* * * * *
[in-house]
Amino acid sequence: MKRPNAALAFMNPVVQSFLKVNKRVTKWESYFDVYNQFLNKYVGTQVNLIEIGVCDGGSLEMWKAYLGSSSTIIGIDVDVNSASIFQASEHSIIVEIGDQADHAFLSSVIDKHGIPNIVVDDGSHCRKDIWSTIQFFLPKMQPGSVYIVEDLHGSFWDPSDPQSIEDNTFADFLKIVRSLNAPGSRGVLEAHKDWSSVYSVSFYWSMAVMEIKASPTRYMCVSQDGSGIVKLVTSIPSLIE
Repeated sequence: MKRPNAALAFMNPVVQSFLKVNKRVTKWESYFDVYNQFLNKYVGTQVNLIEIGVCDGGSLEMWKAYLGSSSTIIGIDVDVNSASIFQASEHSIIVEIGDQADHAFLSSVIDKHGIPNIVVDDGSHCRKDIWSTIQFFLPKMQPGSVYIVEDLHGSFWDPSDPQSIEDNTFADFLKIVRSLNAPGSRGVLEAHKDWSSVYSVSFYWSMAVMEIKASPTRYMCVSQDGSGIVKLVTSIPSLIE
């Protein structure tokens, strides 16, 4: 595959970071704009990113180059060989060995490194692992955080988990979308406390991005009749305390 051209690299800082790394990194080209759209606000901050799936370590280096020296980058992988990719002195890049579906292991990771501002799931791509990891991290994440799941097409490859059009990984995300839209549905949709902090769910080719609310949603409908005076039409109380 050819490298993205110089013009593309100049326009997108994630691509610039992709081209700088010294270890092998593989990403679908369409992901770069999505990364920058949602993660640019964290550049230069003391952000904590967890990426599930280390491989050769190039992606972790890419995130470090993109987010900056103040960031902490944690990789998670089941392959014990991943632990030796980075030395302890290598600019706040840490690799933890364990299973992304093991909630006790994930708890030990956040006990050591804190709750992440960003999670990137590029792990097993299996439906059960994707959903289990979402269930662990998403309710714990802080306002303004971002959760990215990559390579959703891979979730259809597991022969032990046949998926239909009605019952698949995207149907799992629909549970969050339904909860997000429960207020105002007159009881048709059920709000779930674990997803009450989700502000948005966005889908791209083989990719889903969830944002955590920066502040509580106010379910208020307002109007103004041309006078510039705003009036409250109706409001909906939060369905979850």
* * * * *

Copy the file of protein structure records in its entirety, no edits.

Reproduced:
[in-house]
Amino acid sequence: MKRPNAALAFMNPVVQSFLKVNKRVTKWESYFDVYNQFLNKYVGTQVNLIEIGVCDGGSLEMWKAYLGSSSTIIGIDVDVNSASIFQASEHSIIVEIGDQADHAFLSSVIDKHGIPNIVVDDGSHCRKDIWSTIQFFLPKMQPGSVYIVEDLHGSFWDPSDPQSIEDNTFADFLKIVRSLNAPGSRGVLEAHKDWSSVYSVSFYWSMAVMEIKASPTRYMCVSQDGSGIVKLVTSIPSLIE
Repeated sequence: MKRPNAALAFMNPVVQSFLKVNKRVTKWESYFDVYNQFLNKYVGTQVNLIEIGVCDGGSLEMWKAYLGSSSTIIGIDVDVNSASIFQASEHSIIVEIGDQADHAFLSSVIDKHGIPNIVVDDGSHCRKDIWSTIQFFLPKMQPGSVYIVEDLHGSFWDPSDPQSIEDNTFADFLKIVRSLNAPGSRGVLEAHKDWSSVYSVSFYWSMAVMEIKASPTRYMCVSQDGSGIVKLVTSIPSLIE
């Protein structure tokens, strides 16, 4: 595959970071704009990113180059060989060995490194692992955080988990979308406390991005009749305390 051209690299800082790394990194080209759209606000901050799936370590280096020296980058992988990719002195890049579906292991990771501002799931791509990891991290994440799941097409490859059009990984995300839209549905949709902090769910080719609310949603409908005076039409109380 050819490298993205110089013009593309100049326009997108994630691509610039992709081209700088010294270890092998593989990403679908369409992901770069999505990364920058949602993660640019964290550049230069003391952000904590967890990426599930280390491989050769190039992606972790890419995130470090993109987010900056103040960031902490944690990789998670089941392959014990991943632990030796980075030395302890290598600019706040840490690799933890364990299973992304093991909630006790994930708890030990956040006990050591804190709750992440960003999670990137590029792990097993299996439906059960994707959903289990979402269930662990998403309710714990802080306002303004971002959760990215990559390579959703891979979730259809597991022969032990046949998926239909009605019952698949995207149907799992629909549970969050339904909860997000429960207020105002007159009881048709059920709000779930674990997803009450989700502000948005966005889908791209083989990719889903969830944002955590920066502040509580106010379910208020307002109007103004041309006078510039705003009036409250109706409001909906939060369905979850």